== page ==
December 2, 2020
Investment Migration, once a niche industry, has now evolved globally, with more than 100 countries now offering some form of residency or citizenship program. These include the wealthiest countries in the world such as the United States, United Kingdom, Australia, Canada, Germany, Italy, Spain, Portugal and UAE. Out of the over 100 countries, at least 60 countries promote their programs actively, while programs of approximately 30 countries are amongst the most popular attracting the largest share of applicants. It is estimated to be a USD 20 billion industry, with programs representing anything between 2% – 30% of GDP in some countries.
Across the world, investment migration programs have been a catalyst for major infrastructural projects such as resorts, harbors, airports, hospitals office buildings and luxury residential developments, which in turn have had a multiplier effect on the respective economies. They provide a vital source of funds for many countries. While these programs present a golden opportunity for many countries, international organizations are pointing out that governments need to be stringent in ensuring that the acquired funds from such programs are channeled towards productive investments that will pay dividends in the future.
With the growing wealth in many of the source countries for these investment migration programs, demand from “High Net Worth Individuals (HNWI)” has ensured that the industry continues to grow at a robust pace. The International Monetary Fund (IMF) and World Economic Forum (WEF) have described investment migration as one of the fastest growing economic enablers of modern times for many small states.
With the pandemic causing so much economic disruption, a number of new trends are being seen – Investor priorities, for one, are changing. Many new and innovative ideas are emerging that have the potential to transform investment migration into a tool for sustainable & inclusive development. However, as the sector grows scrutiny of its functioning from international institutions & governments is rising. In particular, the European Union (EU) has risen to the fore as one of the industry’s harshest critics. It is more important than ever that the investment migration industry comes together to address those concerns that are genuine and jointly fight forces that wish to impose unfair restrictive practices on this industry. In addition, all industry stakeholders need to commit to the highest standards of transparency and good governance.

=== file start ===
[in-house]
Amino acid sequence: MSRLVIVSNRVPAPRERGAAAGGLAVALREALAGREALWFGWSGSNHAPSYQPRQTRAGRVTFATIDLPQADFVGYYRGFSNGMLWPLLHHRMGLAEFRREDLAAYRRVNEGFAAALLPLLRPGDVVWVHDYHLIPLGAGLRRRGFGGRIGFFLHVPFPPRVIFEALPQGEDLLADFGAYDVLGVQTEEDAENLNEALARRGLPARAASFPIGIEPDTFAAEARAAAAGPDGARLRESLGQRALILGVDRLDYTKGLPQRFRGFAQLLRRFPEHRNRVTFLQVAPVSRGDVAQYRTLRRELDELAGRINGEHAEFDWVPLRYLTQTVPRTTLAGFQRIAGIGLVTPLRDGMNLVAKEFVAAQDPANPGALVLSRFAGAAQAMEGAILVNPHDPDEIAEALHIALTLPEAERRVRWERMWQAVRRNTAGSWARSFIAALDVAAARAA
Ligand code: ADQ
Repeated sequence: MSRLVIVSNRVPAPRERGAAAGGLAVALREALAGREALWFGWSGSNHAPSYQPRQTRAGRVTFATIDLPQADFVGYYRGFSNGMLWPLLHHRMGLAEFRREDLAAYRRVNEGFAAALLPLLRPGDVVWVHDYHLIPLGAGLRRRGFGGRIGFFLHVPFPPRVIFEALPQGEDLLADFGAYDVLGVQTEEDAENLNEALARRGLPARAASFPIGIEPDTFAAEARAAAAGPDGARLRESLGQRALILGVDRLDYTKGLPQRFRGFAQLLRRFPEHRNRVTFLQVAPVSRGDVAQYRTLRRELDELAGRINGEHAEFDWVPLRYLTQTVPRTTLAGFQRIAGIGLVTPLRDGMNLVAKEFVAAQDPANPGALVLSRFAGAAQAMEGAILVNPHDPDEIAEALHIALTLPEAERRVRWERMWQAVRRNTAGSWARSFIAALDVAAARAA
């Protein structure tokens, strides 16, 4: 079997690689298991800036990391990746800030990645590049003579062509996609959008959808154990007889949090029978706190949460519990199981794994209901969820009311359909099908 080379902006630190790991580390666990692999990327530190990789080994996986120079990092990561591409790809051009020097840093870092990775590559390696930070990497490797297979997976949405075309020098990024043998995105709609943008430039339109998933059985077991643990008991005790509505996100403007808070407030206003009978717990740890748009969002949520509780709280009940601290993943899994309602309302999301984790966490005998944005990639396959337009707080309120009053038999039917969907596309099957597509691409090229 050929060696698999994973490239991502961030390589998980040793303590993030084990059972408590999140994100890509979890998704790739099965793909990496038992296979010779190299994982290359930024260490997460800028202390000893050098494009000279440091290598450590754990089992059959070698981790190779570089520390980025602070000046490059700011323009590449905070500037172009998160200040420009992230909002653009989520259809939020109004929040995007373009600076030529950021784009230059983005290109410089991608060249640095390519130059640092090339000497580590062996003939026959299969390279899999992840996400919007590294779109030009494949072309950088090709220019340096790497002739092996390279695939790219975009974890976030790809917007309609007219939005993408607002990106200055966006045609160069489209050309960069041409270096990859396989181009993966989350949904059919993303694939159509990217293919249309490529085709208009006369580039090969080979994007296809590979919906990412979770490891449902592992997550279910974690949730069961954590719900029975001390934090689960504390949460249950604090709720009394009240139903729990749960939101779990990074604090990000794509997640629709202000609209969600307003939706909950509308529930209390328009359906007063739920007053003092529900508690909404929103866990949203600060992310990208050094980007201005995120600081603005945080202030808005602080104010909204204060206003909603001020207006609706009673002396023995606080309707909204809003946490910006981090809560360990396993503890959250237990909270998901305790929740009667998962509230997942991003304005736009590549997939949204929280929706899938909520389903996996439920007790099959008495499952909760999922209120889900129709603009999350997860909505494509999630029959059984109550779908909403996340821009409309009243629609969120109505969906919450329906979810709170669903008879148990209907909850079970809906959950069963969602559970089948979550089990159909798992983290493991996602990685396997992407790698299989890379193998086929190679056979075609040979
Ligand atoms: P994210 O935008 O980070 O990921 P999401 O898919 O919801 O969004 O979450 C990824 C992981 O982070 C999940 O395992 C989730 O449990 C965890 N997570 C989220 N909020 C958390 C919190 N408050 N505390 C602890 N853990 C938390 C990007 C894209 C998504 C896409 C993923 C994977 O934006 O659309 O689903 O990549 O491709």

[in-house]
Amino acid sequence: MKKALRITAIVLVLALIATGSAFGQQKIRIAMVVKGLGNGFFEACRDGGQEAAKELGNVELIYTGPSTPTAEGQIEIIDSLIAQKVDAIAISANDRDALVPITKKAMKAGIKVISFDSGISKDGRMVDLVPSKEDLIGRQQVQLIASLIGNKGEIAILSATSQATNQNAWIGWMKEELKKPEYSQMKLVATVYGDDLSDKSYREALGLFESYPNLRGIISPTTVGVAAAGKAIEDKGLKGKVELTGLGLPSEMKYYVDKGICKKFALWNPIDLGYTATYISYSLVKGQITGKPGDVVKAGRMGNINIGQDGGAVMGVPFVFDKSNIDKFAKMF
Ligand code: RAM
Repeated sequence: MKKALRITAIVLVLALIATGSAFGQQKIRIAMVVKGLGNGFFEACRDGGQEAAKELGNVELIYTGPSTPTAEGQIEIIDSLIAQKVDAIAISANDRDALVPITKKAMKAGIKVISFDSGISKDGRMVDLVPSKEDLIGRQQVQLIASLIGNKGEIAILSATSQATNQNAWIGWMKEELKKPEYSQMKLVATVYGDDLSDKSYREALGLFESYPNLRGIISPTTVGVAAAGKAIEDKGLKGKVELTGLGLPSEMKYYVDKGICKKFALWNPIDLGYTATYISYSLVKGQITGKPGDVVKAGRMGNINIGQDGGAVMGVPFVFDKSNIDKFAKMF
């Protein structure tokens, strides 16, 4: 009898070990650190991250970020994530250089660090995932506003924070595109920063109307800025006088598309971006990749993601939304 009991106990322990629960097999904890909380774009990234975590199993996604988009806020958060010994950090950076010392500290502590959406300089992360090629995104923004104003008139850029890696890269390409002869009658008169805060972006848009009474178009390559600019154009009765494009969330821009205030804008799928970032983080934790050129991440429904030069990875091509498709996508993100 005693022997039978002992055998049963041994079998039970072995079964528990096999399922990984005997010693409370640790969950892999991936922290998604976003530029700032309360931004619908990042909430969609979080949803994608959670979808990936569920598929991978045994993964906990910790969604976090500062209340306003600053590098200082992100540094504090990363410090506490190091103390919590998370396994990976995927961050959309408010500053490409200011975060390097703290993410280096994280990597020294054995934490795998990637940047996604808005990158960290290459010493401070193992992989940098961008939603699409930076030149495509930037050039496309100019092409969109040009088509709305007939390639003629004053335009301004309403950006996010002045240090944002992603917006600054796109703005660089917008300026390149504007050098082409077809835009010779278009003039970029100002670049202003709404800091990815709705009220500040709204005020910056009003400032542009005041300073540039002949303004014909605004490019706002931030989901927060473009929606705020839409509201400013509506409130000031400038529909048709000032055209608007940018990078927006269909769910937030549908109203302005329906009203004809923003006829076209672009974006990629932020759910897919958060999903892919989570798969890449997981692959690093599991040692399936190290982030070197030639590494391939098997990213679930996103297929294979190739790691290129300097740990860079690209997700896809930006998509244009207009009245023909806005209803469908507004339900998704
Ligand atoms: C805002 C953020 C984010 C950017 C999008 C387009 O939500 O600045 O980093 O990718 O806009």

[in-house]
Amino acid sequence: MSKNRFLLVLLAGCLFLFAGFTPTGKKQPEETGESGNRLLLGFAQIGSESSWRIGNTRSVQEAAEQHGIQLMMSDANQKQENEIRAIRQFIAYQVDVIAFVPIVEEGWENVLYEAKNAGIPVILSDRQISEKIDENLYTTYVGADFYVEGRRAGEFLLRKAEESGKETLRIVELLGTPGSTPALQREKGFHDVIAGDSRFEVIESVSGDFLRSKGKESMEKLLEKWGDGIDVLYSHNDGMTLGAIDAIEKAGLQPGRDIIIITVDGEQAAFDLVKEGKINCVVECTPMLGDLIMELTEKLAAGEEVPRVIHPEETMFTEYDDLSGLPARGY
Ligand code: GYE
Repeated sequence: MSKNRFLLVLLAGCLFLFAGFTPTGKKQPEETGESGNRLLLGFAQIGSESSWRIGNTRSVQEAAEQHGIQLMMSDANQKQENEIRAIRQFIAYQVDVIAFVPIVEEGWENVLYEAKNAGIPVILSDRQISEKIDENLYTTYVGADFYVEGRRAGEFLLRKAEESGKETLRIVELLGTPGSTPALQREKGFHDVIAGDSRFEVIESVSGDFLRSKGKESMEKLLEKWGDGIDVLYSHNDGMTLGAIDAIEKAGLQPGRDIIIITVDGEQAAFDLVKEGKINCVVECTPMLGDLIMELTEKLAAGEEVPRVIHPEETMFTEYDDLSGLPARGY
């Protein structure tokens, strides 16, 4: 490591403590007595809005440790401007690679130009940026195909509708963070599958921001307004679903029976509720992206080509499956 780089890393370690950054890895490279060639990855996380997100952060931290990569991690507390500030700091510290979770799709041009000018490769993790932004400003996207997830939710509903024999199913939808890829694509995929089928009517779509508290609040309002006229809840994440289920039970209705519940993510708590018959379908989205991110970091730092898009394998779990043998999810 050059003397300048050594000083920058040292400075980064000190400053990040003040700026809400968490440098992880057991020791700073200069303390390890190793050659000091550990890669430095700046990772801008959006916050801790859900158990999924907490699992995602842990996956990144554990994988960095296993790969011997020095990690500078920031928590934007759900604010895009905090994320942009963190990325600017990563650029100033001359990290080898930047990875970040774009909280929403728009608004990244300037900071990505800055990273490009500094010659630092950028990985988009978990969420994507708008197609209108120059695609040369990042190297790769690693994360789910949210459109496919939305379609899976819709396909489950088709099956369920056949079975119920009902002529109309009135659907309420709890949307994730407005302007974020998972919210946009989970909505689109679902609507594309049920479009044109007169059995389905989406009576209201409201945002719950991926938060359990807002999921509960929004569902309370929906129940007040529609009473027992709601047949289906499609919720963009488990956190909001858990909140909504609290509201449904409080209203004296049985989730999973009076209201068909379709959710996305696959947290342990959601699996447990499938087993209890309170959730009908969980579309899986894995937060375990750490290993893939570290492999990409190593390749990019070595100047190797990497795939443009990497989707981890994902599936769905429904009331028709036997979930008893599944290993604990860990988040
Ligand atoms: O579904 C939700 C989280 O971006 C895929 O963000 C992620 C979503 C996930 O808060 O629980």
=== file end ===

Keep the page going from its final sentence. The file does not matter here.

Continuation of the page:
Investment migration, in its modern avatar, was first introduced by the Caribbean island of St. Kitts & Nevis which launched its Citizenship program in 1984. Since then, it has evolved & developed into a global industry. It is estimated that over 5000 primary applicants apply for a Citizenship-by-Investment programs, whereas those applying for Residency-by-Investment programs are in the tens of thousands. By far the greatest number of Residency & Citizenship programs were established in the years following the 2008 financial crisis, when governments were looking for new sources of income. Will this unprecedented pandemic lead to a new wave of residency or citizenship programs? The answer is most probably. Nations across the globe are in precarious economic situations. Investment migration offers them access to capital & talent that is only going to get more difficult to attract.
A relatively new phenomenon is now emerging with the introduction of Start-up, entrepreneur and nomad visa programs, which are looking to entice global innovators and remote workers.
What will people value most in a post-pandemic world. One theory is that the relatively weak COVID-19 response of traditional immigration countries such as the US & UK could negatively affect their attractiveness. Another theory is that residency programs will grow at the expense of citizenship programs. Yet others are of the opinion that though some programs will be negatively impacted over a 2-3 year horizon, people will return to migrating to their traditionally chosen destinations over the longer period.
Whatever be the future trends, one thing that is a certainty is that the pandemic will devastate & shrink world economies due to resulting demand & supply shocks. This will pave the way for a further expansion of the supply side as more investment migration programs are expected to emerge. Governments around the world will be looking for new revenue sources to aid economic recovery, and just like after the 2008 financial crisis they might turn to investment migration programs to attract fresh capital and fuel investments.
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